Although international development discourse considers the state as a crucial development actor, there remains a significant discrepancy between the official norms of the state and public services and the actual practices of political elites and civil servants.
This text interrogates the variety of ways in which state policies and legal norms have been translated into the set of practical norms which make up real governance in sub-Saharan Africa. It argues that the concept of practical norms is an appropriate tool for an ethnographic investigation of public bureaucracies, interactions between civil servants and users, and the daily functioning of the state in Africa. It demonstrates that practical norms are usually different from official norms, complementing, bypassing and even contradicting them. In addition, it explores the positive and negative effects of different aspects of this ‘real governance’.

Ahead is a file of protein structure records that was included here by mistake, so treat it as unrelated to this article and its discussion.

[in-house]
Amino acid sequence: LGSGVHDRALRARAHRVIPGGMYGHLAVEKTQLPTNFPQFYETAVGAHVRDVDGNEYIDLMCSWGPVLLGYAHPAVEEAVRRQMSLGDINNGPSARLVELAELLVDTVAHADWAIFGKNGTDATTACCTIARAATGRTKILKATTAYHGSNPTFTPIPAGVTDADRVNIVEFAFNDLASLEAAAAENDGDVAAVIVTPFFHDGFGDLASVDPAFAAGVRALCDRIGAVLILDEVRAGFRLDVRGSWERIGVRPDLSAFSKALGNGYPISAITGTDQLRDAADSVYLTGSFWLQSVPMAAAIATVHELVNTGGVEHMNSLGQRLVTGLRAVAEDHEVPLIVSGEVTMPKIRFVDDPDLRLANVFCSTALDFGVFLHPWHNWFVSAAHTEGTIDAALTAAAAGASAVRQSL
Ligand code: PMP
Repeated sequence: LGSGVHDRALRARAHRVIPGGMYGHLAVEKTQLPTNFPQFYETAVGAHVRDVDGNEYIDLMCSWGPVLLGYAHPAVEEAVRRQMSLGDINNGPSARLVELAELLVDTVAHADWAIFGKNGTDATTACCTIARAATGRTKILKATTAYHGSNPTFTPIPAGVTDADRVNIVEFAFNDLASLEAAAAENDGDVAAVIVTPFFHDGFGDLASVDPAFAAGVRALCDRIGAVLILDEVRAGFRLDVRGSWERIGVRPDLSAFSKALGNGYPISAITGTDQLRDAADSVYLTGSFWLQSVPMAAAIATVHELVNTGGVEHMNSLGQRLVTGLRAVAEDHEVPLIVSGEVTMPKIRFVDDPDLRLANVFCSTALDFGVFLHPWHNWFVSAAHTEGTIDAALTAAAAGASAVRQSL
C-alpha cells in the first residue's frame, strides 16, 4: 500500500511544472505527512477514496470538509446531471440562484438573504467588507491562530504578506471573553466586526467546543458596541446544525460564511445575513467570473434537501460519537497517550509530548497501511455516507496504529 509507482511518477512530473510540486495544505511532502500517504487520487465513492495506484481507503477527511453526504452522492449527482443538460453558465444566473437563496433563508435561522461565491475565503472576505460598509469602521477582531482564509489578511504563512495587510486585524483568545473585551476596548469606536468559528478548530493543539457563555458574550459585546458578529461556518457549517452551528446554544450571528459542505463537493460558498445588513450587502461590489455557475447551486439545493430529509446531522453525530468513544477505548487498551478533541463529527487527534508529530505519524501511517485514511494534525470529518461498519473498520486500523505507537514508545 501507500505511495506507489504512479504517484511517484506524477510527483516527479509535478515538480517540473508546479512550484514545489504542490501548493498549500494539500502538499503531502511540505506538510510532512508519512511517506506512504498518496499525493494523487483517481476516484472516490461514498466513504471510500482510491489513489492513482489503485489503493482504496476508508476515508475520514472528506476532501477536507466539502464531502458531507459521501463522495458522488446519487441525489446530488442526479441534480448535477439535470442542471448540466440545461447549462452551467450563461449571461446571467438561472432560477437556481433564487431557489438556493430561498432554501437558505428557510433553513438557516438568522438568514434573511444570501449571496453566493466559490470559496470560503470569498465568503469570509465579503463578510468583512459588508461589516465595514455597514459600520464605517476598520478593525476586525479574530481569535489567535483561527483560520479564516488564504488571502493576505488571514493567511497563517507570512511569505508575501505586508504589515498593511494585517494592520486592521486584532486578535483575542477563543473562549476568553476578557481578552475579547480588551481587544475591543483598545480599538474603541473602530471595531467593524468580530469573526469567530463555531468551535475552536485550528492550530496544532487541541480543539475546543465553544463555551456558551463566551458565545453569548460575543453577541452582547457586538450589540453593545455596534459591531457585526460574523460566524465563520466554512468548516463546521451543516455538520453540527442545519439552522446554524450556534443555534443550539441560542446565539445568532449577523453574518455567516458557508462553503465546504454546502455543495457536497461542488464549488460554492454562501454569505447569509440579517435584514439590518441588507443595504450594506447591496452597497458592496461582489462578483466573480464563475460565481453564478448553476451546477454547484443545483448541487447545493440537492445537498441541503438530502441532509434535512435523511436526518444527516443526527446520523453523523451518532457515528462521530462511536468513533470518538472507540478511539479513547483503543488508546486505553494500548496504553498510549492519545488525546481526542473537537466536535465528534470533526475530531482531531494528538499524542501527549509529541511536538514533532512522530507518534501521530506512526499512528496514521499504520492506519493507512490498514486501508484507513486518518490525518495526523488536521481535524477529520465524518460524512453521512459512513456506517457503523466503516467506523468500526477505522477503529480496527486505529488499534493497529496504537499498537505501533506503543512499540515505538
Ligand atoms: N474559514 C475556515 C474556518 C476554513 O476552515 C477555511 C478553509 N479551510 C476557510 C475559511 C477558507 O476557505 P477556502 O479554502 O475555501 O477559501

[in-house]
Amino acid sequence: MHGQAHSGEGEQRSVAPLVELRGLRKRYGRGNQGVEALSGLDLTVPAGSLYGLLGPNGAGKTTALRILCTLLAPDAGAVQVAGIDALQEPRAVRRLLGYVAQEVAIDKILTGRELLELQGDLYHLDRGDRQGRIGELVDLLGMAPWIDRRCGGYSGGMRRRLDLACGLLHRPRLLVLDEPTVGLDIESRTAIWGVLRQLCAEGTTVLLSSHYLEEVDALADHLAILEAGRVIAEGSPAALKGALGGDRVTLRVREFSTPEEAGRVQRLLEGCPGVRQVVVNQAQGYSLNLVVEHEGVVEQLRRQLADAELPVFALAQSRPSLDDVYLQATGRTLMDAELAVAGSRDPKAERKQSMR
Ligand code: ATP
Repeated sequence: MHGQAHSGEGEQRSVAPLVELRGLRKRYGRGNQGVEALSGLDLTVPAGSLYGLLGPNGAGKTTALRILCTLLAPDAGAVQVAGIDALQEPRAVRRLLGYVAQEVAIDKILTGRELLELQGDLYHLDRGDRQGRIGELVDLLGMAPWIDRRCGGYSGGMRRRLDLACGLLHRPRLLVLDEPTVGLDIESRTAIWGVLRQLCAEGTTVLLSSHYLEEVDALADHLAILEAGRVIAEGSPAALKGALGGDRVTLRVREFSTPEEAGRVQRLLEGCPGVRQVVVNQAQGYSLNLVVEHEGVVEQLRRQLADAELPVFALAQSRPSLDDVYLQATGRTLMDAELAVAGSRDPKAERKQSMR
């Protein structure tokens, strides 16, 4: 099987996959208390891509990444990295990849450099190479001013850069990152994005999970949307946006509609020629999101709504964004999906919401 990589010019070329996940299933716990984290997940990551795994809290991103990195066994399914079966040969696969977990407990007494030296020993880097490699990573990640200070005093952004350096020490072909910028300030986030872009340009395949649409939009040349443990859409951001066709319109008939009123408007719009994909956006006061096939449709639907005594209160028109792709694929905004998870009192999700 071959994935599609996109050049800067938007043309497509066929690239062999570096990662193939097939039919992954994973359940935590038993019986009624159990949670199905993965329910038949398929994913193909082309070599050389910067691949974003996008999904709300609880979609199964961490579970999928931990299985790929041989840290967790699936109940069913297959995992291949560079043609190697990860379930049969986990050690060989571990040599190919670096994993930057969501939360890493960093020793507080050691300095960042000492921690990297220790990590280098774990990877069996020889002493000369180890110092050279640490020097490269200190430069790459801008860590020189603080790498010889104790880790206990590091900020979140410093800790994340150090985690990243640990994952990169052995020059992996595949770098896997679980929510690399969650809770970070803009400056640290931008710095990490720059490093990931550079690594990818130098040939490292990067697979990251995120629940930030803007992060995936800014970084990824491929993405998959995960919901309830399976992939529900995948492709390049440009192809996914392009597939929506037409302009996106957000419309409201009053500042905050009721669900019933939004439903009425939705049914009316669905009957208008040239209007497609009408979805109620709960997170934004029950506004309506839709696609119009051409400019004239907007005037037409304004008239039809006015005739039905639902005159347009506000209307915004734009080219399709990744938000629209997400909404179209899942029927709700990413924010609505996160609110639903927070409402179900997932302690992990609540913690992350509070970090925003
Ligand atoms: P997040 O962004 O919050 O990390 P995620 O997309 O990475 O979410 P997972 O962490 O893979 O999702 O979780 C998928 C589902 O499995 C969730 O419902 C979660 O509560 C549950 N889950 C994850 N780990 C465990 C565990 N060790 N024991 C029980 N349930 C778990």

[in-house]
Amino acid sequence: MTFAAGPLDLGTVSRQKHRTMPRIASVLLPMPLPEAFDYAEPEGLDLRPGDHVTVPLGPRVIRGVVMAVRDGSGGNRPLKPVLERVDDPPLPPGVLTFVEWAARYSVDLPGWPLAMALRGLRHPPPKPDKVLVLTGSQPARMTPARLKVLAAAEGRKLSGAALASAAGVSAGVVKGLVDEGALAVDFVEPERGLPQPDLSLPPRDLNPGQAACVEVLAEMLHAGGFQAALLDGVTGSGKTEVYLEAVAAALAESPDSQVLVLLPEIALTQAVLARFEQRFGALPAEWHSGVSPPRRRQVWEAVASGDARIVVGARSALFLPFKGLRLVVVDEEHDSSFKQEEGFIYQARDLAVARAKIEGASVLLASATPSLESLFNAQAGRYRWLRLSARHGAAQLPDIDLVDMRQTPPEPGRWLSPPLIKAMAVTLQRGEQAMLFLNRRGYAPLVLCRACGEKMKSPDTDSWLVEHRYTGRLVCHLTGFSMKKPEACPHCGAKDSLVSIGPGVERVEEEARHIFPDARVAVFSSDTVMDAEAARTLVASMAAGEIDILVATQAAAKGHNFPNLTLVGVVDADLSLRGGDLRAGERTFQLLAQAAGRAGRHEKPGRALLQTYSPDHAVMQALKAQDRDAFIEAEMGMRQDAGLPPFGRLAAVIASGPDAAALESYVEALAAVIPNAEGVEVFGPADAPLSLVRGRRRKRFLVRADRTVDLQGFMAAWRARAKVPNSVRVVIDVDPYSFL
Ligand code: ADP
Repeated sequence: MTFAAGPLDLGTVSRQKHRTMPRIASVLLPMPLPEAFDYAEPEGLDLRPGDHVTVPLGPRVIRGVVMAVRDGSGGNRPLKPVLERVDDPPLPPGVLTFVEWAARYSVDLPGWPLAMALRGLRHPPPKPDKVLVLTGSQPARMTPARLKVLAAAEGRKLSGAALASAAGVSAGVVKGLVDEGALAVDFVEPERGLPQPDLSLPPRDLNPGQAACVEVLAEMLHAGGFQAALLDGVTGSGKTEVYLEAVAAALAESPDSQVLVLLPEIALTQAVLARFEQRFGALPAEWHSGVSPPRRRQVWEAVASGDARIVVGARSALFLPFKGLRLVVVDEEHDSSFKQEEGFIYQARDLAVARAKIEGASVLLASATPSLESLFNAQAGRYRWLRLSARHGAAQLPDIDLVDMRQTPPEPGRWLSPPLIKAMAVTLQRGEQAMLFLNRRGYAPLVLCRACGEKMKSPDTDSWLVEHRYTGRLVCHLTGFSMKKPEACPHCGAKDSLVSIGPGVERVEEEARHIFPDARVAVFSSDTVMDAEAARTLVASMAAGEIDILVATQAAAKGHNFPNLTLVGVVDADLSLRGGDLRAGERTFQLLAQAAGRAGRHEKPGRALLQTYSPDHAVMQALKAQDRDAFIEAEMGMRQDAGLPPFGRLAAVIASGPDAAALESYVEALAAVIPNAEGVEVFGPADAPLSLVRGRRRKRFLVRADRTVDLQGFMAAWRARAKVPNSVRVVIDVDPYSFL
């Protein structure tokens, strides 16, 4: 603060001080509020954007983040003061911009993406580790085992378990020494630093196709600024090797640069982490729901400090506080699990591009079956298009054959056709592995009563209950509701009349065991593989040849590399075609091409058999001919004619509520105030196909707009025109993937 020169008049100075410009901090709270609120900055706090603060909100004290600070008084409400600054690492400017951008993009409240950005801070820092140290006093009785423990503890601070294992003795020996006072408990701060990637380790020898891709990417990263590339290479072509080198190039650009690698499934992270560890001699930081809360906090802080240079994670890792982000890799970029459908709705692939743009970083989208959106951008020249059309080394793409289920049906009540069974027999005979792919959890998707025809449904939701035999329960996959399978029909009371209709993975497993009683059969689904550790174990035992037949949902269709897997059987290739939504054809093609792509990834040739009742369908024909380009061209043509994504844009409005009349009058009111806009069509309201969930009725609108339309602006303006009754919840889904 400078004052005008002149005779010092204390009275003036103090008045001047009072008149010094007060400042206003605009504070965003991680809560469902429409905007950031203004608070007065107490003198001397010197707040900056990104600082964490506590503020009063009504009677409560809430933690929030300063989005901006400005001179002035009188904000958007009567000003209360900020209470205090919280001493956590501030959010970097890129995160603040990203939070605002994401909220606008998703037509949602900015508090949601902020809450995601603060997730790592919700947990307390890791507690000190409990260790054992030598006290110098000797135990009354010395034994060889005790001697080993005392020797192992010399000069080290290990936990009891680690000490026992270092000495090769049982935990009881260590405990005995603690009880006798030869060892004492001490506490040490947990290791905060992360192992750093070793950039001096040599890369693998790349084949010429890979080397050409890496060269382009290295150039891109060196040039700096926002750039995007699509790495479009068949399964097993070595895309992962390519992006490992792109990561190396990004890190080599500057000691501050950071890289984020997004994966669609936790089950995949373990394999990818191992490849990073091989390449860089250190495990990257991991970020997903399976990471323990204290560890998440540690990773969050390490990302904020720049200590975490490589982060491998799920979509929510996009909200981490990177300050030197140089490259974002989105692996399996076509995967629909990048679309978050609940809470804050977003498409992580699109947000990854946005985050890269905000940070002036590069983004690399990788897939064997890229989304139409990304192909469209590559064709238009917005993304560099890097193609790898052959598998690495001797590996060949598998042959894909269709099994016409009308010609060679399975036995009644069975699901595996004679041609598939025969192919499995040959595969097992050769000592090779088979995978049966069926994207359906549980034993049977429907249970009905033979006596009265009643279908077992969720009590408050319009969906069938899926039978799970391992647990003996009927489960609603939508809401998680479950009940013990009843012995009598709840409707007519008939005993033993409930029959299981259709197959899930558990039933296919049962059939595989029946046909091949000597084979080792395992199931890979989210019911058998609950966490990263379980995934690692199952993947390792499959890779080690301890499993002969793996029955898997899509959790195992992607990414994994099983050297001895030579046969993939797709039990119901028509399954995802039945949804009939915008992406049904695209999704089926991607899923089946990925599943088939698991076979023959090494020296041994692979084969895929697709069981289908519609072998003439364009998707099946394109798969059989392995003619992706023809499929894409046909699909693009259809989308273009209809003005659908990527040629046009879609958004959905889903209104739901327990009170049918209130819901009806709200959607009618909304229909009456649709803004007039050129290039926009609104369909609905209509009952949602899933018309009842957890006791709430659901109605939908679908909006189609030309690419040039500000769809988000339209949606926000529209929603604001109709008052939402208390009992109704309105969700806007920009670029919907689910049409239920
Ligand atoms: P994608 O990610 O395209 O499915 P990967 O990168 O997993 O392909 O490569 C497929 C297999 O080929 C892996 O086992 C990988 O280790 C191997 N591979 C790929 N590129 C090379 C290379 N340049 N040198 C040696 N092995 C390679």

This text will be of key interest to academics, students and researchers in the fields of development, political science, anthropology and development studies, African studies, international comparative studies, implementation studies, and public policy.